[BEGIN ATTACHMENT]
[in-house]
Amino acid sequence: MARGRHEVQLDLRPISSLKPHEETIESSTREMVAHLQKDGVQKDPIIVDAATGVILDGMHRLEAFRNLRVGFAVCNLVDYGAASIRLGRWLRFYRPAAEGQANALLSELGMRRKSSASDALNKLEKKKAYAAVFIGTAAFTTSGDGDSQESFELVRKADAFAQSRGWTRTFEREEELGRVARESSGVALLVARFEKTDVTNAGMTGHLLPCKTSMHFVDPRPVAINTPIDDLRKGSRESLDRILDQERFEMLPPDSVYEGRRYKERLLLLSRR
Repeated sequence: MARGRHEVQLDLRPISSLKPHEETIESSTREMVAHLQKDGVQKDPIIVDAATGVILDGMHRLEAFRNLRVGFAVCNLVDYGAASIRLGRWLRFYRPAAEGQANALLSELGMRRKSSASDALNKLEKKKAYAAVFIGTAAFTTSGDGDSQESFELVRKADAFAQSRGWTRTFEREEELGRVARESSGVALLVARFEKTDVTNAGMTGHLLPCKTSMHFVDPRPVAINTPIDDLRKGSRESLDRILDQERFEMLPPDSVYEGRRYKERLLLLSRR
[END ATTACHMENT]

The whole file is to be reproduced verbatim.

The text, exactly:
[in-house]
Amino acid sequence: MARGRHEVQLDLRPISSLKPHEETIESSTREMVAHLQKDGVQKDPIIVDAATGVILDGMHRLEAFRNLRVGFAVCNLVDYGAASIRLGRWLRFYRPAAEGQANALLSELGMRRKSSASDALNKLEKKKAYAAVFIGTAAFTTSGDGDSQESFELVRKADAFAQSRGWTRTFEREEELGRVARESSGVALLVARFEKTDVTNAGMTGHLLPCKTSMHFVDPRPVAINTPIDDLRKGSRESLDRILDQERFEMLPPDSVYEGRRYKERLLLLSRR
Repeated sequence: MARGRHEVQLDLRPISSLKPHEETIESSTREMVAHLQKDGVQKDPIIVDAATGVILDGMHRLEAFRNLRVGFAVCNLVDYGAASIRLGRWLRFYRPAAEGQANALLSELGMRRKSSASDALNKLEKKKAYAAVFIGTAAFTTSGDGDSQESFELVRKADAFAQSRGWTRTFEREEELGRVARESSGVALLVARFEKTDVTNAGMTGHLLPCKTSMHFVDPRPVAINTPIDDLRKGSRESLDRILDQERFEMLPPDSVYEGRRYKERLLLLSRR